2.2 Design of File System organized as a time-ordered queue. When all the
buffers are occupied, a frame in the buffer pool will
In this project, we modify a UNIX SVR4.0 file sys- be dropped when a new frame arrives. The frame t o
tem for A/V stream recording, which has features be dropped is selected in a leapfrog fashion. T h a t
inefficient for recording, such as excessive read/write is, a t first, the oldest frame is dropped. Then the
metadata(i.e. superblock and inodes) from/to disk, third oldest, and so on. T h e apparent advantage of
access of indirect blocks, search for free blocks and this arrangement is t o avoid jitter by not dropping
synchronous 1/0 operations. adjacent frames. Note that audio and video frames
For maintaining consistency between d a t a blocks are treated differently that audio frames have higher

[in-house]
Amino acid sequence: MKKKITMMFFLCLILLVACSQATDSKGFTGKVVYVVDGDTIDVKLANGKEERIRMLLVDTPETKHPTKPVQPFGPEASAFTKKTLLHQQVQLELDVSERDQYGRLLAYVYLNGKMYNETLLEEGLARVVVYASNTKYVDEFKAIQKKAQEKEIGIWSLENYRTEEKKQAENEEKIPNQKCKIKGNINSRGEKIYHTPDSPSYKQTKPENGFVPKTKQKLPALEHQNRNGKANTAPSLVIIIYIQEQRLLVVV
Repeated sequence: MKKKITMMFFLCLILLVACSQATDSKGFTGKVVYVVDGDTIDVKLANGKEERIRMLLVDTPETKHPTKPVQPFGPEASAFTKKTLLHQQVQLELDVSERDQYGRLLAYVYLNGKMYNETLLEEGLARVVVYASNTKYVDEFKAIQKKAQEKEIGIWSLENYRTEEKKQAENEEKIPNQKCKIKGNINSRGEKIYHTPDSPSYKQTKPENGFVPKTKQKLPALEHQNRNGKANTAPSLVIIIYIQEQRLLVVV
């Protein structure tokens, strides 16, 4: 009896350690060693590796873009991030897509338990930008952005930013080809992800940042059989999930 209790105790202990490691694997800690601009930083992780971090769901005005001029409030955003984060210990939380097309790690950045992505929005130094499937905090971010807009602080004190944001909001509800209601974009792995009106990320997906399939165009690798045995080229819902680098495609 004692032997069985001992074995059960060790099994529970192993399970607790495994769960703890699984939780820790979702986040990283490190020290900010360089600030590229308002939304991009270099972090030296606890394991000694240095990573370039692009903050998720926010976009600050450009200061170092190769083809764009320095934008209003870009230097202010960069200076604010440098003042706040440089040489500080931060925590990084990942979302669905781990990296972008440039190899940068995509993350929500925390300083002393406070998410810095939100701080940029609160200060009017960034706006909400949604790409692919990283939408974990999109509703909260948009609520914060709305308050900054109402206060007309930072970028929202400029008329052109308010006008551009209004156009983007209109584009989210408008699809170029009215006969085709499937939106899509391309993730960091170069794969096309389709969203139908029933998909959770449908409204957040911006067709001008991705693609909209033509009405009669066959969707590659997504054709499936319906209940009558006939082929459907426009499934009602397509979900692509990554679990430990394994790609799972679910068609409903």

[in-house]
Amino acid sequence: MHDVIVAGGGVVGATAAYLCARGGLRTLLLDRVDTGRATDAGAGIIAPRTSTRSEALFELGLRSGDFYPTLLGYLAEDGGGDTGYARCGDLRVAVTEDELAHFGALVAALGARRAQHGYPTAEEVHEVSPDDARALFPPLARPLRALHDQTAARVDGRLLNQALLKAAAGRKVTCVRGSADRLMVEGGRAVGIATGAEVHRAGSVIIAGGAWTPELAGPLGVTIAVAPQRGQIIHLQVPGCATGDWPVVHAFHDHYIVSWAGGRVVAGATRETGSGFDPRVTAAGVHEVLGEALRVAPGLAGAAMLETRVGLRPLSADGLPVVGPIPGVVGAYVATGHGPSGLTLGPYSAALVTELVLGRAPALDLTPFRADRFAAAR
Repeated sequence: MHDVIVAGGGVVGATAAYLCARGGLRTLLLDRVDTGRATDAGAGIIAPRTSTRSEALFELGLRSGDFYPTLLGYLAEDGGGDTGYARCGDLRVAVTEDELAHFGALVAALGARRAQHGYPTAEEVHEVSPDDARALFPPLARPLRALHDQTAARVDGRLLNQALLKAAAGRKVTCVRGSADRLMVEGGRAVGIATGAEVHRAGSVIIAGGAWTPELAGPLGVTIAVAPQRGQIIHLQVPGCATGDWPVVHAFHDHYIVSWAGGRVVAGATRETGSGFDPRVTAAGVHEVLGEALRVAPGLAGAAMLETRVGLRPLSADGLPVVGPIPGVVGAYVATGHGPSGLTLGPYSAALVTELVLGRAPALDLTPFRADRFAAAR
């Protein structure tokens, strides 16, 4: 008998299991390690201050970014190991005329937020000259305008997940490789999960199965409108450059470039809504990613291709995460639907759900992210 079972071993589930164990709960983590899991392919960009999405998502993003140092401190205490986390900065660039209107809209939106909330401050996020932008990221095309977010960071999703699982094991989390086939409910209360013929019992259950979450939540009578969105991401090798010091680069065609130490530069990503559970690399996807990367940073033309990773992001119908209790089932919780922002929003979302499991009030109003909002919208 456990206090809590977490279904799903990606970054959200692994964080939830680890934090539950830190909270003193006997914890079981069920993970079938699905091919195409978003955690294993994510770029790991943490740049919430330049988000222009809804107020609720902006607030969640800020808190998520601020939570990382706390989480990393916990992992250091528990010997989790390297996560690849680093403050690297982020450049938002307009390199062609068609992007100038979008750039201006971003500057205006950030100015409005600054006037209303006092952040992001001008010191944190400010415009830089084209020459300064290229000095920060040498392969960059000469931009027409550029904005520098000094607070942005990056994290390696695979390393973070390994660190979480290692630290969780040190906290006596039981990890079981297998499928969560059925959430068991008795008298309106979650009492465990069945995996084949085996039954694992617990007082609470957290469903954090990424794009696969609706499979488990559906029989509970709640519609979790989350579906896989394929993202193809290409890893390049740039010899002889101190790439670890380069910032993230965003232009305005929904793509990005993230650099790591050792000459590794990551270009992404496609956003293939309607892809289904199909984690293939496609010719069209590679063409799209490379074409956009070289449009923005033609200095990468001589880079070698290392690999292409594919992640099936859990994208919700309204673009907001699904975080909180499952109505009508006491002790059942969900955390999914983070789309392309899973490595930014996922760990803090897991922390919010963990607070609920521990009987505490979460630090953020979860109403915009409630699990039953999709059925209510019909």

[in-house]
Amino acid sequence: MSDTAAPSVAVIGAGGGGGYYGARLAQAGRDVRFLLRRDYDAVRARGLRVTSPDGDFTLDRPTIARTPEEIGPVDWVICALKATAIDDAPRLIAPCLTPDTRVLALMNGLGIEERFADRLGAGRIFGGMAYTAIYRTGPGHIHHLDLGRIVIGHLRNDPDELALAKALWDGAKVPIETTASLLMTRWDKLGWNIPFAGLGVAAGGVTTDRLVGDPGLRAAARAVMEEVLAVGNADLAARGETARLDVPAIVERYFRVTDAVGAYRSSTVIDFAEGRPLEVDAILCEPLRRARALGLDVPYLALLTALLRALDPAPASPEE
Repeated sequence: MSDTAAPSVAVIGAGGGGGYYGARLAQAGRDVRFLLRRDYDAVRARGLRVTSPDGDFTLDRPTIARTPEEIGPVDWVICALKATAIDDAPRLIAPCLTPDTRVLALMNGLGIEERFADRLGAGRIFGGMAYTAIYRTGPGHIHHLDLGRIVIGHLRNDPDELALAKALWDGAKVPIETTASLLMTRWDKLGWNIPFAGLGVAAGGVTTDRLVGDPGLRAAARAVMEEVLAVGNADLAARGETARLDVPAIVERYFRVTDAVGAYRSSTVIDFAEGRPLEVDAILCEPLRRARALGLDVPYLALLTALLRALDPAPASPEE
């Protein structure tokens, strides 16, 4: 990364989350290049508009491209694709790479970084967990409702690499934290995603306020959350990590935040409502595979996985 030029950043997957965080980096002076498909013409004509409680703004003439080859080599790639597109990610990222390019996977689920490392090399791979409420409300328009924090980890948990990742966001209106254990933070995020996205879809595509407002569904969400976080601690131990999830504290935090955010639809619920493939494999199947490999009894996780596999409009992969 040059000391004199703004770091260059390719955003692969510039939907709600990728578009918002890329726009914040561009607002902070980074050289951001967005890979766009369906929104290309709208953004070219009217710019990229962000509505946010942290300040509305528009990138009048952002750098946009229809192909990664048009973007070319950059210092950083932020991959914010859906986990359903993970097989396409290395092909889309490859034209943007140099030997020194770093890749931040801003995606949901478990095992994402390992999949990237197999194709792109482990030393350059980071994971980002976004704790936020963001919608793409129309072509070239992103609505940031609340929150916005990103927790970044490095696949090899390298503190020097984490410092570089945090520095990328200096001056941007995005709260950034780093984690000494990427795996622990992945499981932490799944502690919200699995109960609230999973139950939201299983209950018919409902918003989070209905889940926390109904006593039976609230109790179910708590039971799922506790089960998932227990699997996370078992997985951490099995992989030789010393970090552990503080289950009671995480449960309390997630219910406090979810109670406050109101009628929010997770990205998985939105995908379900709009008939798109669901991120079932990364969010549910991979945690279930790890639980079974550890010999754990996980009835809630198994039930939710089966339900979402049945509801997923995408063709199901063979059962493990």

and metadata blocks, conventional file systems read priority not t o be dropped.
and then write metadata blocks t o disk after updat- The file system server thread serves all the record-
ing the metadata, when the contents of d a t a blocks ing threads and writes frames t o buffer pool. In ad-
are changed. These read and write operations can be dition, it schedules 1 / 0 requests and manages the
delayed or reduced for A/V streams recording, since buffer pool in a first come first serve order. 1/0
the files are single-writer write-only during record- thread reads/writes frames from/to disk using raw
ing that race condition is impossible. Crash recov- device 1/0 in a scanning order t o reduce waiting
ery is the other reason for maintaining consistency. latency. The frames are written t o the reserved con-
However, crash recovery is not a problem in this tiguous partition of disks. T h e optimization of file
application which is explained in the next section. layout for playback is not considered in the recorder
As d a t a blocks in UNIX SVR4.0 file system may be design since off-line processes can easily optimize the